RSJ: I think music should always have spontaneity to it, a spark and hint of the unknown, even if that sometimes feels like you're walking a tightrope where things could fall apart any second. I'm very lucky to have found four musicians in Rob, Bart Owl, [glockenspiel/ukulele], Emily Scott [double bass] and Louise Martin [cello/saw], who are very in tune with what I want from the songs, and so massively talented that it takes very little time to make them sound good. In fact, we've now become a band in all but the name - is it too late to change it!? - with everyone being integrally important and crucial to the song-writing process. They're all great people too, and none of us have any grand designs for fame or exposure, taking everything that comes along as a good experience, and so avoiding any ego or arguments.

You were playing with just one other at the Bowery - I think it was Emily - how does that compare to playing in a fully-manned group?
RSJ: That we play shows with different line-ups is entirely down to us all working full time jobs, and not always getting time off. It makes each show something different and interesting for both us and the audience. Sometimes, like at the Bowery, it's great to have the songs very sparse, with lots of room to breathe, and sometimes it's great to go all out with the orchestrations. Everyone improvises a lot too. Not in a Phish/ endless jam band way, but just subtly altering the tunes each time out.

So what do you prefer: playing live or making records?
RSJ: Generally, playing live is more fun. Making records the traditional way - multitracking each part - is quite a tiring and monotonous process. For the last EP, we hired out Stockbridge Church overnight, hired a load of vintage equipment and got a great friend and wonderful sound engineer Damon Thompson to record us playing live. We sat in a huge circle in the vast, cold and reverby church, playing each song over and over til we were too tired and drunk. In the cold light of day, we picked the best takes, did minimal overdubs and there was the EP. The spontaneity, and feeding off each other in the recordings made it really fun to make, and we're all pleased with it.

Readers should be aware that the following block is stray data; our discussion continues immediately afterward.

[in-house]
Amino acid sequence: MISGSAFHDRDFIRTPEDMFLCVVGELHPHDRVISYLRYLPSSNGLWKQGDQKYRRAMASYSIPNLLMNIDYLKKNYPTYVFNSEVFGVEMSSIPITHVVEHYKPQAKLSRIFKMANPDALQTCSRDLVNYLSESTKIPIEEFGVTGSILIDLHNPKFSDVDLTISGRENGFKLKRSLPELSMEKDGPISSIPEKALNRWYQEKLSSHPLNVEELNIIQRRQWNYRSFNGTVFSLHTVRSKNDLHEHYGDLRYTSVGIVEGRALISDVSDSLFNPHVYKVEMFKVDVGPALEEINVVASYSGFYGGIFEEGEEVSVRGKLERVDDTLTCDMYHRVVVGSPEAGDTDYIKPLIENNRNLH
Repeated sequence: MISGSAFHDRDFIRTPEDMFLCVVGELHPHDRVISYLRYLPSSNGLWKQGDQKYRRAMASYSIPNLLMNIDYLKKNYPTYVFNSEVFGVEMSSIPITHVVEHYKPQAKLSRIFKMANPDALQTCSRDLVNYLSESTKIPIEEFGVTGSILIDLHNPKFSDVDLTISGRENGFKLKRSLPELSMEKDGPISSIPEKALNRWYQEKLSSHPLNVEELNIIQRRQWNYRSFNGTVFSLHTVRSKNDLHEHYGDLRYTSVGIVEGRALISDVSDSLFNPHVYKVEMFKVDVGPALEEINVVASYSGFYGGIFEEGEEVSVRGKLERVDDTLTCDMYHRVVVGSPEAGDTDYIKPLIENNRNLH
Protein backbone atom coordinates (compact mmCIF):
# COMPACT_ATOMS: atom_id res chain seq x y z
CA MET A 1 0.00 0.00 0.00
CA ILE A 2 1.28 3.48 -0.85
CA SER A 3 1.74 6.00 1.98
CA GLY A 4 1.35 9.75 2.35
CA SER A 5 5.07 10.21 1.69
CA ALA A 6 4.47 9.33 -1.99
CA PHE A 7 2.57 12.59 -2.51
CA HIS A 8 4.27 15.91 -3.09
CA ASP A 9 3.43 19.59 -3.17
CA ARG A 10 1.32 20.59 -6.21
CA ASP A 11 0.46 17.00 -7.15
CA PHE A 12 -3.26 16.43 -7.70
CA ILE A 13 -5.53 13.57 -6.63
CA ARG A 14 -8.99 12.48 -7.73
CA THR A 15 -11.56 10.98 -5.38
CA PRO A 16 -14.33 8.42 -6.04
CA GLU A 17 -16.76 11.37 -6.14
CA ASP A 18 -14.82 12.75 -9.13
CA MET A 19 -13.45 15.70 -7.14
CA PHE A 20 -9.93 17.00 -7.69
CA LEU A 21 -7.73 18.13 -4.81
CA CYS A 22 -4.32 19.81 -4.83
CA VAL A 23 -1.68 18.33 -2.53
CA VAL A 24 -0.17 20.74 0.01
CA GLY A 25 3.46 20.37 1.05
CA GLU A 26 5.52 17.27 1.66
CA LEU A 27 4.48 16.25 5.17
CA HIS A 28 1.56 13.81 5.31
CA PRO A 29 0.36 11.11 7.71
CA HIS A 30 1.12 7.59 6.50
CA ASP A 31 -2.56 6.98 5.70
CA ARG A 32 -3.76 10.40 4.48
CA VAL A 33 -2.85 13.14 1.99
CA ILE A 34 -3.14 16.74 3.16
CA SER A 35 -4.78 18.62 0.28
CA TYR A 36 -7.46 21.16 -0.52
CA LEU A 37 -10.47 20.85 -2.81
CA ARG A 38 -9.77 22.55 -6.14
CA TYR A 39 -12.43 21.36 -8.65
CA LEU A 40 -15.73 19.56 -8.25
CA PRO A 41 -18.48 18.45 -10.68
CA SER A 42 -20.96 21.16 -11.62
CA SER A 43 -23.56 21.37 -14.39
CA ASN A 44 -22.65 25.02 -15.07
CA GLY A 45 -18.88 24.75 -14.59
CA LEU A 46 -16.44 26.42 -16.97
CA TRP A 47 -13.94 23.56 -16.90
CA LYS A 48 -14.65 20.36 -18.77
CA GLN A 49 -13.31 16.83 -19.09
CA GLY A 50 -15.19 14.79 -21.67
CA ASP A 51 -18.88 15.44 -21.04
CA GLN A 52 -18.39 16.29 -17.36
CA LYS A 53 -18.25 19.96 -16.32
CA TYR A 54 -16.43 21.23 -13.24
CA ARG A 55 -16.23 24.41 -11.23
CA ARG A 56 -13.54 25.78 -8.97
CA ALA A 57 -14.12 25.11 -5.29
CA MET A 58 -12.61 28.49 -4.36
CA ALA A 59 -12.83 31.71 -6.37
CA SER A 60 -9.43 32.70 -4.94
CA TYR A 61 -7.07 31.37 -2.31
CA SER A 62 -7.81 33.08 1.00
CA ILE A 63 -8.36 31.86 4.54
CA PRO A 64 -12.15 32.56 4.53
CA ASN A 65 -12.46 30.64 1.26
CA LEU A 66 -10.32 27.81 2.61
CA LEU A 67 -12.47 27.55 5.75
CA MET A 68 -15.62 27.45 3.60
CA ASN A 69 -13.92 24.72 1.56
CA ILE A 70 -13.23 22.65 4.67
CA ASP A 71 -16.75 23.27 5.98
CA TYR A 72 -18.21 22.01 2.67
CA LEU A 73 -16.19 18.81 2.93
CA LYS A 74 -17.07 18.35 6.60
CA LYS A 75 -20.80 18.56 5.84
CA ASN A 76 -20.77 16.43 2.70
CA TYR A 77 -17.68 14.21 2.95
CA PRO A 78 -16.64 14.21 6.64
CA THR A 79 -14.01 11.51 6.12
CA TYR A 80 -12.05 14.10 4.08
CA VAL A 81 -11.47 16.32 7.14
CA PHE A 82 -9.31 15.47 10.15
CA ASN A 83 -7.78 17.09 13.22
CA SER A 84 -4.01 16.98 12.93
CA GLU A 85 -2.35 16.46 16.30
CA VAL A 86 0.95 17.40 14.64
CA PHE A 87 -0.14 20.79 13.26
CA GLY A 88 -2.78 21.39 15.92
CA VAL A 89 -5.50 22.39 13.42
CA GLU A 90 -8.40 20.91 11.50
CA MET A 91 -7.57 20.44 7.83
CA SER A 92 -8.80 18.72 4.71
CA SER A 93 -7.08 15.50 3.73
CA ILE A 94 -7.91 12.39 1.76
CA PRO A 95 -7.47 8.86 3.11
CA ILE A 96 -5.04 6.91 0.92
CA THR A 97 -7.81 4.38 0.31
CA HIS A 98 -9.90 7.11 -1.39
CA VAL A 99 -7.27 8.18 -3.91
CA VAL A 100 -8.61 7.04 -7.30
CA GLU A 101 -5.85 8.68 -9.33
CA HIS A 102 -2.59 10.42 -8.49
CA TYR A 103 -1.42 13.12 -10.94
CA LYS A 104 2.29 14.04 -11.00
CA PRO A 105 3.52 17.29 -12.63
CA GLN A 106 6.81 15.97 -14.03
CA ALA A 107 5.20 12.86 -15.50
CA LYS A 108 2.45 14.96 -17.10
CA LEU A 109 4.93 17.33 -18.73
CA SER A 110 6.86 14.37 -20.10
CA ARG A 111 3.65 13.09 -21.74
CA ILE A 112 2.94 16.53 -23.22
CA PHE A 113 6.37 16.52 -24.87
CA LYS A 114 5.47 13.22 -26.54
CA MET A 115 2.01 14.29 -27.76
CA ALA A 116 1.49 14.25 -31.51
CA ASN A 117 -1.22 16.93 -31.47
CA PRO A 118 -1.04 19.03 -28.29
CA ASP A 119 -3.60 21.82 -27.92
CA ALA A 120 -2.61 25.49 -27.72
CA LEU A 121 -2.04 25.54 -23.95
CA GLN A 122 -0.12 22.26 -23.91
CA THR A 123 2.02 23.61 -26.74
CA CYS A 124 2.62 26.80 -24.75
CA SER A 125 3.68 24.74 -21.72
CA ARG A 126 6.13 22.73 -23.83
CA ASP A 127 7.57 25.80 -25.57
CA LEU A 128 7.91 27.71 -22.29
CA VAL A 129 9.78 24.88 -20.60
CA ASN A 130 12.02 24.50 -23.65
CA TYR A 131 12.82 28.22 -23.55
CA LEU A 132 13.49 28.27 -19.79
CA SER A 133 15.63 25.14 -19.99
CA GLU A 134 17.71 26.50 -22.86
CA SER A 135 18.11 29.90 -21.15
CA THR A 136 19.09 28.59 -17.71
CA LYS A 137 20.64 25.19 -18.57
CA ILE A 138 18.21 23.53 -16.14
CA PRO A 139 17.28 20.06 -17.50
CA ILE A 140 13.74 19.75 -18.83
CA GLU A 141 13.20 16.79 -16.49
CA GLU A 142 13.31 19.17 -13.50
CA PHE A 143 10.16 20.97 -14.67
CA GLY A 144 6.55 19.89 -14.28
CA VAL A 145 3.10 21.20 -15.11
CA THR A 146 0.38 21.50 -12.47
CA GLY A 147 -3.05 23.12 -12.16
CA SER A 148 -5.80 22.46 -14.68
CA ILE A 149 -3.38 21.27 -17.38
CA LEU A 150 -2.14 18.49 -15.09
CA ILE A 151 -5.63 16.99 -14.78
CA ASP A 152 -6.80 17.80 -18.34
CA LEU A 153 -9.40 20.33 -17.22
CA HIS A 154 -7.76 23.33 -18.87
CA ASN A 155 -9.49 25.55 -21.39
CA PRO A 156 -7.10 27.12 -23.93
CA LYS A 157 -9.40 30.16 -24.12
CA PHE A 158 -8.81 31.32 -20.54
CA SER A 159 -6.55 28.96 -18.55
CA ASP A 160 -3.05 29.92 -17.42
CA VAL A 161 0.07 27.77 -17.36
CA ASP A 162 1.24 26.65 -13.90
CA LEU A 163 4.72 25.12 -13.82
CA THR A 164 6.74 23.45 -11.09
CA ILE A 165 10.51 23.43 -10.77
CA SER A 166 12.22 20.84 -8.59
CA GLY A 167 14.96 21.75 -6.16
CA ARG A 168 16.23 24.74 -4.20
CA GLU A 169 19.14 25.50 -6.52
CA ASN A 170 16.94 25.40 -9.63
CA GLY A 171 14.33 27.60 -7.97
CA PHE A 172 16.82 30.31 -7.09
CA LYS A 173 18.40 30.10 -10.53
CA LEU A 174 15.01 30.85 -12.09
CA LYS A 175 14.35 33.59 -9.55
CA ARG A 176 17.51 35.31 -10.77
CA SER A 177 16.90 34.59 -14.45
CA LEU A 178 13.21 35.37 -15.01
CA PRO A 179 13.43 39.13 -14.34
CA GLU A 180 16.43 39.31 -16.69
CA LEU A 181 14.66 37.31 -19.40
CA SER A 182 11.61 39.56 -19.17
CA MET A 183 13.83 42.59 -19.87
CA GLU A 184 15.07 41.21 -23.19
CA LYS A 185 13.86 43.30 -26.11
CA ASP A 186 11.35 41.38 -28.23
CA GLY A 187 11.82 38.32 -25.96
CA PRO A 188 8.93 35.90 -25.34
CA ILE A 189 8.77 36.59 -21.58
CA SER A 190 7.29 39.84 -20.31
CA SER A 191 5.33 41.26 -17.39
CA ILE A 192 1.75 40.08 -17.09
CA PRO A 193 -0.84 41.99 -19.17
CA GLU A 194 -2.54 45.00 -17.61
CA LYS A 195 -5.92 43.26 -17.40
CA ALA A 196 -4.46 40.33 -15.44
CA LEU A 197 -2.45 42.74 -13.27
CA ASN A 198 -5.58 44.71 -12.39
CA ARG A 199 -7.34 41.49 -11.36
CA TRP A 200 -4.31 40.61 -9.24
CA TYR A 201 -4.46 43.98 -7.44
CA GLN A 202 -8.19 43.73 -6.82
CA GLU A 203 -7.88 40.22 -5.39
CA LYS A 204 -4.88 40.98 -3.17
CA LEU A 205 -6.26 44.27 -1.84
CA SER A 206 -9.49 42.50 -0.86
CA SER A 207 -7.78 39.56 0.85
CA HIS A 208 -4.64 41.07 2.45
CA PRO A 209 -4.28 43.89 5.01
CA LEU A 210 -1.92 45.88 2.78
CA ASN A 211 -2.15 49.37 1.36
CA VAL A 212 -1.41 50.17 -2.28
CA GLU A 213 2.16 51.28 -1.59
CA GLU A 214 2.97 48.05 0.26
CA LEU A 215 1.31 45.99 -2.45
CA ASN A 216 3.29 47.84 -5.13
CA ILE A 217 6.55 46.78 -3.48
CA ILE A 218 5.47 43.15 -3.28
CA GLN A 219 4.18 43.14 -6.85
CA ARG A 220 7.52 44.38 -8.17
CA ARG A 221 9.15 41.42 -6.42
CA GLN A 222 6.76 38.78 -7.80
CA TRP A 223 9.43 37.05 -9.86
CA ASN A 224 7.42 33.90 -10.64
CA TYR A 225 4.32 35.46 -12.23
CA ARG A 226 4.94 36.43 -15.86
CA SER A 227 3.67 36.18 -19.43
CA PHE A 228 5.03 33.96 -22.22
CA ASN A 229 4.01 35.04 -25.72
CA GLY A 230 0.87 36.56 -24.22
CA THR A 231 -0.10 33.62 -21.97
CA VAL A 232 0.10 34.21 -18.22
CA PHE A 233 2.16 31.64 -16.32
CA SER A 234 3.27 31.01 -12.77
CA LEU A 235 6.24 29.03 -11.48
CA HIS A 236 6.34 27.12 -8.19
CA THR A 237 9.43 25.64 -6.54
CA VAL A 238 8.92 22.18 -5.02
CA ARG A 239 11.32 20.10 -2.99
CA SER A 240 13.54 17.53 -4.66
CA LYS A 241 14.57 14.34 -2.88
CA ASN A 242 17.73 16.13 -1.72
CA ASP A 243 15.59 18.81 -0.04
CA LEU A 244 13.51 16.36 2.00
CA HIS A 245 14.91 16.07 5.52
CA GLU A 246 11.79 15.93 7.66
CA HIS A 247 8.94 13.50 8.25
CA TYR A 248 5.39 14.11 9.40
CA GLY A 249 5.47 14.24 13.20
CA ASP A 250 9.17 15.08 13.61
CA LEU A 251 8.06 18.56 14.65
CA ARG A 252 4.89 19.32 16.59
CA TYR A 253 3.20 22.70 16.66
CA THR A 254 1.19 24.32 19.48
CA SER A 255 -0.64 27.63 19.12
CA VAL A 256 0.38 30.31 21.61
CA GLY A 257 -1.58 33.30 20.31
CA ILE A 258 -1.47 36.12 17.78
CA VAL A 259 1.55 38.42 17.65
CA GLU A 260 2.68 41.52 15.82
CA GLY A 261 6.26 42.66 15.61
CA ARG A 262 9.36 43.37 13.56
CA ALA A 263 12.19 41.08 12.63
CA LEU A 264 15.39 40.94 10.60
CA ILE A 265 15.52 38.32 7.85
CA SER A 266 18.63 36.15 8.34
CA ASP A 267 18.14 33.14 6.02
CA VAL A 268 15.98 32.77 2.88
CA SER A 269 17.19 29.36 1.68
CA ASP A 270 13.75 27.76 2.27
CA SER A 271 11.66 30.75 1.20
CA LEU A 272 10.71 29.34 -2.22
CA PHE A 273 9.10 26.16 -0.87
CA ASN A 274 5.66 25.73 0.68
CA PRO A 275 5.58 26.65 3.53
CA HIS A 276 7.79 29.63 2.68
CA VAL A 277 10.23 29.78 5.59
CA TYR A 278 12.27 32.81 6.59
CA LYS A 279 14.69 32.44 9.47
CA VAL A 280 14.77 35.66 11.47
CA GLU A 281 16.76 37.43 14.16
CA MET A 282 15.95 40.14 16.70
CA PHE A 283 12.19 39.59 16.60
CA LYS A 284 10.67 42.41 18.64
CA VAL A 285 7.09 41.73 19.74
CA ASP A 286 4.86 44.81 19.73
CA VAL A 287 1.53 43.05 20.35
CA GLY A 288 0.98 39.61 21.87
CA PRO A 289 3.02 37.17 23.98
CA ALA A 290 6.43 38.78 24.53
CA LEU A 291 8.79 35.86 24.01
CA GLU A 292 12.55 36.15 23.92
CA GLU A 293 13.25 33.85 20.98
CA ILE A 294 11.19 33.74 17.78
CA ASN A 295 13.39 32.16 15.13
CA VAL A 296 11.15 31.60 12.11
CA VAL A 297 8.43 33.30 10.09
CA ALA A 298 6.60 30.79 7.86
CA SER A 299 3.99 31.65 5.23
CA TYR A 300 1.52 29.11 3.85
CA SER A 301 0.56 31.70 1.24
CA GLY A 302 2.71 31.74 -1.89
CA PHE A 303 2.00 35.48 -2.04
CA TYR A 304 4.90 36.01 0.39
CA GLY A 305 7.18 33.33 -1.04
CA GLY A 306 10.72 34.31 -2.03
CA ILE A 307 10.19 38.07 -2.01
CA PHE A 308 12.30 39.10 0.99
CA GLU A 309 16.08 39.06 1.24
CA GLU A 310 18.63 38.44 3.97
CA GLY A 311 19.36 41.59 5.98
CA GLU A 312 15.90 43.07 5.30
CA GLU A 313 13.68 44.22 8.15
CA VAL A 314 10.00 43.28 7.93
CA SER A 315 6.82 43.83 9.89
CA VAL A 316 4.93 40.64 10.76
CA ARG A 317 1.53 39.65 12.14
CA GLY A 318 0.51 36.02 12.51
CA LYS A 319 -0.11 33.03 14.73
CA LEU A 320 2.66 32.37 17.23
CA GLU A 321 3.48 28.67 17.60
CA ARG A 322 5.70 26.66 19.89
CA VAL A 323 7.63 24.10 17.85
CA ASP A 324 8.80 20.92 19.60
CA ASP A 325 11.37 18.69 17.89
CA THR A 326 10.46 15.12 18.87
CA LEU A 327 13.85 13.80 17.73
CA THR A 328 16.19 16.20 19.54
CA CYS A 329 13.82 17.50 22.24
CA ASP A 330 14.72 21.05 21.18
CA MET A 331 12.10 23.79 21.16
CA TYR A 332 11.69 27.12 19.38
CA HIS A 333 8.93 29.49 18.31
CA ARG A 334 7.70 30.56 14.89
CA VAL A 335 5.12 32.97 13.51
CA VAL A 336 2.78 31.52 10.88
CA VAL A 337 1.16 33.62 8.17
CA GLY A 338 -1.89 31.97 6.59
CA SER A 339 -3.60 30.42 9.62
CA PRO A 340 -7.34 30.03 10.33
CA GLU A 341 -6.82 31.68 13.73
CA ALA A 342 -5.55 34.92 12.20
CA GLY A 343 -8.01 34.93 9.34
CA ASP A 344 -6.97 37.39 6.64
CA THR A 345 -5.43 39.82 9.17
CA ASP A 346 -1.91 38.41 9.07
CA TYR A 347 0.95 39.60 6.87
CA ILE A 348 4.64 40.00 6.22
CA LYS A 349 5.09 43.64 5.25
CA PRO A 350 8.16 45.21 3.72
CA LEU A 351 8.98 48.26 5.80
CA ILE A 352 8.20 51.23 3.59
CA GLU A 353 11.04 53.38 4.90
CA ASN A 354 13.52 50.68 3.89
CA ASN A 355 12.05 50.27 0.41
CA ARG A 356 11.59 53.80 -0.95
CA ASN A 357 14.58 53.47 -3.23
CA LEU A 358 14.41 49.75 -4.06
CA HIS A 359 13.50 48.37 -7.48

RW: Live shows are eclectically different by the mere virtue of the varied assortment of the musicians we manage to get together to perform. When we make a record we actually rehearse a bit.
RSJ: The last thing we ever want to be is a band who can get up on stage and knock out the hits to a crowd of A&R men. We have our small bunch of loyal fans (6 at the last count), and to make everything we do slightly different and new really appeals.

You're part of a tight-knit and thriving musical community in Edinburgh right now, how does it feel to be a musician in the city?
RSJ: We're so fortunate to be a part of it. It's very true that you have to build your own scene, sometimes you get asked how to get gigs, and I think everyone quickly realised that no-one's going to come and do it for you, so DIY shows became the way forward. We owe huge debts to our good friend Emily at Tracer Trails, who by putting on some stunning DIY gigs for a couple of years, proved to everyone that it was possible. There's so much healthy cross-pollination between bands too. I play in Eagleowl full-time now, and Bart plays full time with us. Withered Hand and Meursault have members in common. Again, there's absolutely no ego, everyone just wants to have a good time and enjoy themselves. Importantly too, when you are seeing these great bands and you hear the great new Meursault/My Kappa Roots/Great Bear/Withered Hand/Eagleowl song you're then inspired to do something better yourself, not in a competitive way, but just through being in awe of the great people involved.
RW: The music scene in Edinburgh is fantastically lively and I think this helps to drive everyone involved to keep re-thinking their approach to music. It's also a very supportive atmosphere to work in, and folks like Fife Kills: and Tracer Trails have made things possible which would have been very hard to achieve alone
RSJ:I think there's a really great and appreciative set of gig-goers in Edinburgh, who have come out of the woodwork in the last year or so, to really embrace the "lets find a room, get a PA, put on a gig!" philosophy. Playing to 20 appreciative people in a tiny gallery or church somewhere sure beats playing to 300 disinterested people in a soulless venue.

You've submitted a track for the Ten Tracks sampler for December. Why did you choose do this?